When her father goes bankrupt, Yeva, her father, and her sisters have to sell off all of their wealth and move back in to the rundown hunting cabin he owned prior to marrying their mother. He is determined to build back up their wealth by tracking and hunting the fantastical creatures of the forest he taught Yeva about in her childhood. Instead on of those beasts ends up killing him instead. Yeva, nicknamed beauty by her father, goes off on a hunt of her own finding much more than she’d bargained for.

As you can guess, this is a fairy-tale retelling of the classic tale of Beauty and the Beast- but with a twist. Meagan Spooner sets her Beauty in Russia and fills her tale with Russian folk tales that embodies this tale with life beyond a Beauty falling in love with her Beast in a broken down castle. In her captivity, Yeva keeps herself sane by telling her captor every story she can remember turning her dark and dank cell into multi-hued world, if just for a moment. As she spends more time with her Beast, she see’s through his outer appearance to see the humanity within him, realizing he may be one of her tales turned to life.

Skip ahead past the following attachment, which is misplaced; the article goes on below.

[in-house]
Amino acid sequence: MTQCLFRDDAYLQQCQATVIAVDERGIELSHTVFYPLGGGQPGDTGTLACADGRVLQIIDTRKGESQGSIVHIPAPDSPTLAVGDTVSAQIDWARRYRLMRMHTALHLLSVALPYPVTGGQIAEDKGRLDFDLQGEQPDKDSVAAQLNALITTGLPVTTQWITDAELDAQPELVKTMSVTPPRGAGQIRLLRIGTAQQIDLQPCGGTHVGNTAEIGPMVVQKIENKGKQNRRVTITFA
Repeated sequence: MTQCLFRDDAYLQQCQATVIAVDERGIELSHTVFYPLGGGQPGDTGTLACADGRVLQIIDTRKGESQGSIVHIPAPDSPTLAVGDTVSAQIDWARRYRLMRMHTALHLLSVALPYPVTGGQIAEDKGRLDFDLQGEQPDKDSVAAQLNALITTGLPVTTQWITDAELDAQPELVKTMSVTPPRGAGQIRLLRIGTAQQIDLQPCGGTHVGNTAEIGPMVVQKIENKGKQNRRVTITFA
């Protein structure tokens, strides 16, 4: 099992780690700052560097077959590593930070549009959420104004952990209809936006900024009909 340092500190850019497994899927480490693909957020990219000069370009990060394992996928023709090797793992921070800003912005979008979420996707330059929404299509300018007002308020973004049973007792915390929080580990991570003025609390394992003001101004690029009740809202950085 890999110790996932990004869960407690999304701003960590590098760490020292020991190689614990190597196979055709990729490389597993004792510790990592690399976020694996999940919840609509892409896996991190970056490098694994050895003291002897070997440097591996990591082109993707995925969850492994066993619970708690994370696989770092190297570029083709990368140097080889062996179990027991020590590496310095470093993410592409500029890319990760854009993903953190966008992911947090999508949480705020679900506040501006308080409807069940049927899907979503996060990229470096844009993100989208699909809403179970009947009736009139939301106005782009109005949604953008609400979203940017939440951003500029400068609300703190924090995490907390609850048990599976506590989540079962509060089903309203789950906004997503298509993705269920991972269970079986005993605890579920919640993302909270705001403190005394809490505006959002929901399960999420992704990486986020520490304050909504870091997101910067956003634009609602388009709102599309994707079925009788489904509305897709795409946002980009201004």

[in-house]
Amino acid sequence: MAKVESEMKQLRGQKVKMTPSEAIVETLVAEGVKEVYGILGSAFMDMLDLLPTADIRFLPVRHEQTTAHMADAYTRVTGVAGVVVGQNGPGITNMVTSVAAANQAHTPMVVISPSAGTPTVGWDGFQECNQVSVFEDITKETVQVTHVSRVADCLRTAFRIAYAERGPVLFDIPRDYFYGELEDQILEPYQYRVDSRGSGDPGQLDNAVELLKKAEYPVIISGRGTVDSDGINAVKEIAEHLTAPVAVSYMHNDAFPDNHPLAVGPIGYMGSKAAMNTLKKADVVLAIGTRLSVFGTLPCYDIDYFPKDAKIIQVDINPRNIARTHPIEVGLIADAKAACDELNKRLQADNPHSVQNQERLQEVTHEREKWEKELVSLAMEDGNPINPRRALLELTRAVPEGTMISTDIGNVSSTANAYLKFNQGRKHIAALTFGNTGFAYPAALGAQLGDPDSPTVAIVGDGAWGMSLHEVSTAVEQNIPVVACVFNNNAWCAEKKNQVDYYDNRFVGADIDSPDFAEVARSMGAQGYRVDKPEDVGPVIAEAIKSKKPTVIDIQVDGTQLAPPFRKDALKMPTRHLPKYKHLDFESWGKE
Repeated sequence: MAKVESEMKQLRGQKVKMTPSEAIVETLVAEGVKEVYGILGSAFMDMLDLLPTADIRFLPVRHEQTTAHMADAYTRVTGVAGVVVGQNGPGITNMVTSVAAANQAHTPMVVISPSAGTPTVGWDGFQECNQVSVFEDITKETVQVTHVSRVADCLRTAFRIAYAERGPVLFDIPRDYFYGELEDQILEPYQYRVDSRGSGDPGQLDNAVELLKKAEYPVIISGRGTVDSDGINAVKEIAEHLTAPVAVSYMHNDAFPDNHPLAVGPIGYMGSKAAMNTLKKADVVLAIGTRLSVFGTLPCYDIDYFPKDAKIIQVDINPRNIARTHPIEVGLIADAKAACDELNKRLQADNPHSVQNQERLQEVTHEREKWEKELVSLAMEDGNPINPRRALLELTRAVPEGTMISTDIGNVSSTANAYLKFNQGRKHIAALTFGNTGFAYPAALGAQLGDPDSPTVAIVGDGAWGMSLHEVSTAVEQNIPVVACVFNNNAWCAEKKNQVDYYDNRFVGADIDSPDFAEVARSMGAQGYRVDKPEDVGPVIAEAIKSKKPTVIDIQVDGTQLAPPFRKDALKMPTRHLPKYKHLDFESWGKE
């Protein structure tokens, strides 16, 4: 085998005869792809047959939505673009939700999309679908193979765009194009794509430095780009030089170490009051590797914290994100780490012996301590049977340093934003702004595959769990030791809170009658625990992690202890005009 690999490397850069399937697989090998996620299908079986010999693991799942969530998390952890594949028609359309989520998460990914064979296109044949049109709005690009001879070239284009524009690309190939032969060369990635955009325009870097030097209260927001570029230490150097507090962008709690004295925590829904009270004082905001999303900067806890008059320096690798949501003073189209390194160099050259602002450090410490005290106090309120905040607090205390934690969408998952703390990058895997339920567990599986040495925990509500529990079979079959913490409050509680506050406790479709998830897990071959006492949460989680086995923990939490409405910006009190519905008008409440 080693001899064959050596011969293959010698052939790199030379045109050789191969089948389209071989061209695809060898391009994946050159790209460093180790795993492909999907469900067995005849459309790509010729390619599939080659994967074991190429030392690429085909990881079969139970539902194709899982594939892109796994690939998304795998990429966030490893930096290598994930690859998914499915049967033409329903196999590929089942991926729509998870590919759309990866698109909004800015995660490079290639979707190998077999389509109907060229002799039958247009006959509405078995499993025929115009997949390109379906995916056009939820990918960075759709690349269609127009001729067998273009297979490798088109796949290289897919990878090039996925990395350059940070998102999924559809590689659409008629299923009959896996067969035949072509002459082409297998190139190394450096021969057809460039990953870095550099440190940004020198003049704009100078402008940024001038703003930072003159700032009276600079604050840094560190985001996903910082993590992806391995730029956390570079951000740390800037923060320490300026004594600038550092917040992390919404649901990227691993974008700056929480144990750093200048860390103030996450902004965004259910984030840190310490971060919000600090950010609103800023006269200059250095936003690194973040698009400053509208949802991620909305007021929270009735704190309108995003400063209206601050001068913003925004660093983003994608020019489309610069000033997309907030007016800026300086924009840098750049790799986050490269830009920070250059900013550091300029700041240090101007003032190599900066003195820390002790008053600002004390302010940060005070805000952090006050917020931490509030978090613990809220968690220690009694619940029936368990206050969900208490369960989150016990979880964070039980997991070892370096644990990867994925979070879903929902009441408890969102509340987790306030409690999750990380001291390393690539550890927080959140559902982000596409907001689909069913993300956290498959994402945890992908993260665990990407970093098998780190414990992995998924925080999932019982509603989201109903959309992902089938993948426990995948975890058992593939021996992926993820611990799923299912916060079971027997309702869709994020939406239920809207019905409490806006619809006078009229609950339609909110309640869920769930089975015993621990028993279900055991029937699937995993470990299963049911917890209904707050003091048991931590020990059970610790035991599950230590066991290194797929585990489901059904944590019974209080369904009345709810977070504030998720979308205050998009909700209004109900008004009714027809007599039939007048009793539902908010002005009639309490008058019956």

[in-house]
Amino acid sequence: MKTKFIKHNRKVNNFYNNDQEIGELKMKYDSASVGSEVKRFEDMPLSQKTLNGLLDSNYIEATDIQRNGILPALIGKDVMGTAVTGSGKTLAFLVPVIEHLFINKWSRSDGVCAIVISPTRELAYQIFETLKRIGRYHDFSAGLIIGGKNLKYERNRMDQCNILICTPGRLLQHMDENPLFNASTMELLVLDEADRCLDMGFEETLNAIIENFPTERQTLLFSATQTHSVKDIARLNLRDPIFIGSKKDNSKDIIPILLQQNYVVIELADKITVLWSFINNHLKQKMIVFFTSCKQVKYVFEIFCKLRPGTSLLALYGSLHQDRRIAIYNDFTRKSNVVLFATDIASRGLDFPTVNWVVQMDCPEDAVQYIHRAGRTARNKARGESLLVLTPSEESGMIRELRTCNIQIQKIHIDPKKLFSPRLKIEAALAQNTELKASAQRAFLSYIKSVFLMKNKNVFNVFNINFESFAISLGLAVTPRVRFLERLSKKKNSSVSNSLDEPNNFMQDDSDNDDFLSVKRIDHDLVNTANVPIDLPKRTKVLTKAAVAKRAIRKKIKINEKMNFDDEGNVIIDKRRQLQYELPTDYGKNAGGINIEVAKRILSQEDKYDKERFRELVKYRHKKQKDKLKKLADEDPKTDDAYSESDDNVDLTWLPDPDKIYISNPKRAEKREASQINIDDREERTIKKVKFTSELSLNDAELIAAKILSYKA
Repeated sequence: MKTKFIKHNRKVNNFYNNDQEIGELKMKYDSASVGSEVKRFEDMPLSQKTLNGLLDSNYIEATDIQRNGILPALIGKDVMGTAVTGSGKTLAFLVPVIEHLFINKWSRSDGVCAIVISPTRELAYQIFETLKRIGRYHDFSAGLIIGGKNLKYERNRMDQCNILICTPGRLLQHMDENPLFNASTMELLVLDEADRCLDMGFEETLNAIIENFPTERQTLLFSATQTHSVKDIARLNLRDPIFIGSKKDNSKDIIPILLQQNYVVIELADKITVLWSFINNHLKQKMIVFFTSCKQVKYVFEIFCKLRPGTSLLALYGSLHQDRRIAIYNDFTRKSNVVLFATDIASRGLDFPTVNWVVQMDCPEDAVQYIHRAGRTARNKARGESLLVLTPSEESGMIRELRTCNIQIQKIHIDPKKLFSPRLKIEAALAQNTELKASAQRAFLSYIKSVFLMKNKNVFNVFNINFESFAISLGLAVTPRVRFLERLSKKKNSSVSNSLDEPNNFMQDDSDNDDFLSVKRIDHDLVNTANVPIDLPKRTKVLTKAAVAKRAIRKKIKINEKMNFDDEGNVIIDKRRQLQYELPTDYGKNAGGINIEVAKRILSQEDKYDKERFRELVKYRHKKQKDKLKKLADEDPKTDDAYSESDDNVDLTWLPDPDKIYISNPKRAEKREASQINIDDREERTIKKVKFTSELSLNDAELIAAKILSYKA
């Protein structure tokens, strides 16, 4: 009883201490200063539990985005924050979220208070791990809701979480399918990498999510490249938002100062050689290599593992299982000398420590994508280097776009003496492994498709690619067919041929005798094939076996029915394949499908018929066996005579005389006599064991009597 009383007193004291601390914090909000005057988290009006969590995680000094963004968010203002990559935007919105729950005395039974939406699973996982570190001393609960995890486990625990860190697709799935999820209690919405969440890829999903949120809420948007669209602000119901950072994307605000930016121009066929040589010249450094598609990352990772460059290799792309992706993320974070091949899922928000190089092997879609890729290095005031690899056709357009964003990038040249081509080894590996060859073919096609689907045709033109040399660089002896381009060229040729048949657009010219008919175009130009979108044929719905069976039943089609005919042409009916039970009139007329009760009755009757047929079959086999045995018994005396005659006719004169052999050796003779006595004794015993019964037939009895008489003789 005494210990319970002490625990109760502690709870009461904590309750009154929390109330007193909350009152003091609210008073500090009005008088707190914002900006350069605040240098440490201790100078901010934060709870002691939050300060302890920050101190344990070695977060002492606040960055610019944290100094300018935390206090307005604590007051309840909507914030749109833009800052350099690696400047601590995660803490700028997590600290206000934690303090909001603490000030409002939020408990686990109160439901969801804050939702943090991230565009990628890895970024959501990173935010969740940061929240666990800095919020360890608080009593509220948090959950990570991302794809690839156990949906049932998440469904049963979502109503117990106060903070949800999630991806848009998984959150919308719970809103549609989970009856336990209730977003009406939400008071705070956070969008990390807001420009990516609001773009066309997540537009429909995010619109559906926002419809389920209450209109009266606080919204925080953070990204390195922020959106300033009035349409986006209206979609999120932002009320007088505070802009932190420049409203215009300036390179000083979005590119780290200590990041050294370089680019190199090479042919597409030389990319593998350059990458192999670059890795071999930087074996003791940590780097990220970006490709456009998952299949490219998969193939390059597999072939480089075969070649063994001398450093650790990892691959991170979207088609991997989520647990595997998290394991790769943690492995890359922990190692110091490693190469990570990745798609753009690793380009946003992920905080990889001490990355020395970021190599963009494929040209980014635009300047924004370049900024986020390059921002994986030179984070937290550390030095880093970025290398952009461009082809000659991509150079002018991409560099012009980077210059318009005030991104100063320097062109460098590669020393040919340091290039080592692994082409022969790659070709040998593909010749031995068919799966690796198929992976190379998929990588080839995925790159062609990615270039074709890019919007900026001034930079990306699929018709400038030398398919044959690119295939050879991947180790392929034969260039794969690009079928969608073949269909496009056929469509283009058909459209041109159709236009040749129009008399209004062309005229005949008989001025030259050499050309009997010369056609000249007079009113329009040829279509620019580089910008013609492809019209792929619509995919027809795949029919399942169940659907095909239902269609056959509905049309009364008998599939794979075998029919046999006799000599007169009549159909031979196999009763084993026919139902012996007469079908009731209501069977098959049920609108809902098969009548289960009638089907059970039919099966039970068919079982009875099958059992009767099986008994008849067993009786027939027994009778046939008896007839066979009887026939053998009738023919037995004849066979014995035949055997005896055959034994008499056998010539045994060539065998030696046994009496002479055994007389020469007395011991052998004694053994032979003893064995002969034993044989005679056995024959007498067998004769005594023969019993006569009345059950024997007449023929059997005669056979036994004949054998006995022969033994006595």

I am not sure why it took me so long to read this book other than I had a ton of fairy-tale re-tellings on my list and even though I’d heard this one was very good, I thought I knew the story of Beauty and the Beast. However, the Russian folk stories gave life to this Beauty and the Beast and I really liked the world Meagan Spooner built for the setting. I liked the Beast’s origin story and the journey Yeva had to take, both internal and external, to save him from becoming a true Beast gave more meat to the romantic musical that Disney made popular. ❤️❤️❤️❤️

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Click this link to purchase!* Hunted

Copyright 2018 Deborah Kehoe The Reading Chick All Rights Reserved

*Amazon Associate